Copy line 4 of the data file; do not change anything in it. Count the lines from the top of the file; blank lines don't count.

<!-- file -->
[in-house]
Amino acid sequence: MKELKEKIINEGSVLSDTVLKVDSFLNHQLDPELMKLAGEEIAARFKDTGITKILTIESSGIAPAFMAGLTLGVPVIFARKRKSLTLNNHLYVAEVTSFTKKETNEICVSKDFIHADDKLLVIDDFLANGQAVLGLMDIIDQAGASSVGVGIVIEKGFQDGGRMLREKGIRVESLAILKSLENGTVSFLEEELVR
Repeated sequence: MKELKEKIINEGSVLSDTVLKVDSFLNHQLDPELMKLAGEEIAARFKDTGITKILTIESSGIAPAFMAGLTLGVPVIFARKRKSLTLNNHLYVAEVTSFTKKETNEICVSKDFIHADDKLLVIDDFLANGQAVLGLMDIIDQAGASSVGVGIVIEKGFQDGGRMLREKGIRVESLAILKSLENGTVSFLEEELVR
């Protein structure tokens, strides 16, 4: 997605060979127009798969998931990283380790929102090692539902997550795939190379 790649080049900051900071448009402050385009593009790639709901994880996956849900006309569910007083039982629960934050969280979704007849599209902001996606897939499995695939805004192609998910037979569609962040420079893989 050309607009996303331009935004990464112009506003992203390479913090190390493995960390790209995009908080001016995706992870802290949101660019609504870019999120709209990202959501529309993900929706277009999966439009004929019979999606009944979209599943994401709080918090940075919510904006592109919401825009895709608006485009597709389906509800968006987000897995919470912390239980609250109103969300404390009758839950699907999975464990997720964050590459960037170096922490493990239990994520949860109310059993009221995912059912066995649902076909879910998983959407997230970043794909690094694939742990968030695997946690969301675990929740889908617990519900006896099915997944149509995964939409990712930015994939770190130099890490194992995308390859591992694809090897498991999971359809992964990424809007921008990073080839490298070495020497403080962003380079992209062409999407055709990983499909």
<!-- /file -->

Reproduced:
């Protein structure tokens, strides 16, 4: 997605060979127009798969998931990283380790929102090692539902997550795939190379 790649080049900051900071448009402050385009593009790639709901994880996956849900006309569910007083039982629960934050969280979704007849599209902001996606897939499995695939805004192609998910037979569609962040420079893989 050309607009996303331009935004990464112009506003992203390479913090190390493995960390790209995009908080001016995706992870802290949101660019609504870019999120709209990202959501529309993900929706277009999966439009004929019979999606009944979209599943994401709080918090940075919510904006592109919401825009895709608006485009597709389906509800968006987000897995919470912390239980609250109103969300404390009758839950699907999975464990997720964050590459960037170096922490493990239990994520949860109310059993009221995912059912066995649902076909879910998983959407997230970043794909690094694939742990968030695997946690969301675990929740889908617990519900006896099915997944149509995964939409990712930015994939770190130099890490194992995308390859591992694809090897498991999971359809992964990424809007921008990073080839490298070495020497403080962003380079992209062409999407055709990983499909």